Food writer Su-Jit Lin contemplates the role of a favorite dish in her relationship with her immigrant chef father.
Wonderful story, wonderful memories .......
at almost 80 yrs old i’m still amazed at how re-experiencing a food or food event of our youth/childhood can literally make you 6 years old again. You smell it, feel it, taste it and have the sense of living it again. You are THERE like some weird form of time-travel
No matter the food, the culture, the family, there is a story like this.
Mine is about an unapproachable and unknowable Dad who got up early every Saturday morning to be first in line for freshly fried donuts for my 3 sisters. Because he knew I didn't like the sticky sweetness of donuts and they didn't like cheesecake, he brought me a single-loaf lemon chiffon cheesecake. Light as air and the colour of pale whipped egg yolks, I was convinced it contained no calories. Skinny as long legged colt at the point in life, I didn't worry about weight gain nor worry about competition in a household of hungry kids.
It wasn't until later, in my snarly teen years, that I began to watch my weight and resent my dad for forcing me to eat an offering that signified his love for me, and sadly, because he did love me, he stopped bringing that treat home at my request. I'm still a sucker for cheesecake, and still don't eat donuts but they instantly transport me to my childhood. Thanks for reawakening those memories with your beautiful story. Hug your dad while you can.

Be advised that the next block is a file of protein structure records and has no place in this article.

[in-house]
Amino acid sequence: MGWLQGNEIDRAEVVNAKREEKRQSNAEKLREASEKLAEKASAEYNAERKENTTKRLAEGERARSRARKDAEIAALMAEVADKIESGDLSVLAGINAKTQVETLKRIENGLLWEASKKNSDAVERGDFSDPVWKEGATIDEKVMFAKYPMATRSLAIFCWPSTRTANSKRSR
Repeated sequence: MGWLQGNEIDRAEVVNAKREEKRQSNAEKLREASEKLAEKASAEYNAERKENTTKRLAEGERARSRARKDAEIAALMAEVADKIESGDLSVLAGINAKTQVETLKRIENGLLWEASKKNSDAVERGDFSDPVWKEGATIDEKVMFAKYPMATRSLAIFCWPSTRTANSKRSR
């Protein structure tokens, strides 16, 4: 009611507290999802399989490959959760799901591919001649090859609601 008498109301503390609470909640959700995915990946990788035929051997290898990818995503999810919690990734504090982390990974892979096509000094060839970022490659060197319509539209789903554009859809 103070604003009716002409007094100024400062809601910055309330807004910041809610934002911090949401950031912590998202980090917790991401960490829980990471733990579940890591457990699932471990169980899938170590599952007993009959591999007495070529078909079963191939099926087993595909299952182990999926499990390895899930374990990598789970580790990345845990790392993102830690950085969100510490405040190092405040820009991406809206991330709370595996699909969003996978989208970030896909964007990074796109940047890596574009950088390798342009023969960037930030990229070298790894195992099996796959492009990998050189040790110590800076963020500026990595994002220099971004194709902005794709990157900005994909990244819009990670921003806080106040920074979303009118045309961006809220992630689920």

I love your story. I grew half way up on Long Island in the fifties. Occasionally ( once or twice per year) my parents would haul all five children to Manhattan and go to a restaurant in Chinatown. I loved it!! I love roast duck!! I want your recipe for Roast Duck Soup. I promise I won’t share it!!
To add to my previous comment. The meal I relate to in the same way as you relate to Roast Duck Soup, is my mother’s Arroz con Pollo. I’m sure it was handed down to her by my grandmother. My grandparents were French citizens of Spanish descent living in North Africa at the turn of the 19th Century. The roasted bell peppers, garlic, tomatoes, but most of all the saffron combined with the chicken and the rice is a smell and taste that always brings me back to my childhood!
Gorgeous writing. I could almost taste the food in this piece.
Duck soup is Chinatown in Hawaii, after visiting my father's grave at Punchbowl Cemetery. We went to a place called Hong Kong Noodle House. Your essay reminds me of the inevitable passing of our parents generation of immigrants who came from Asia and SE Asia. And I'm not ready for it. I want my mom forever.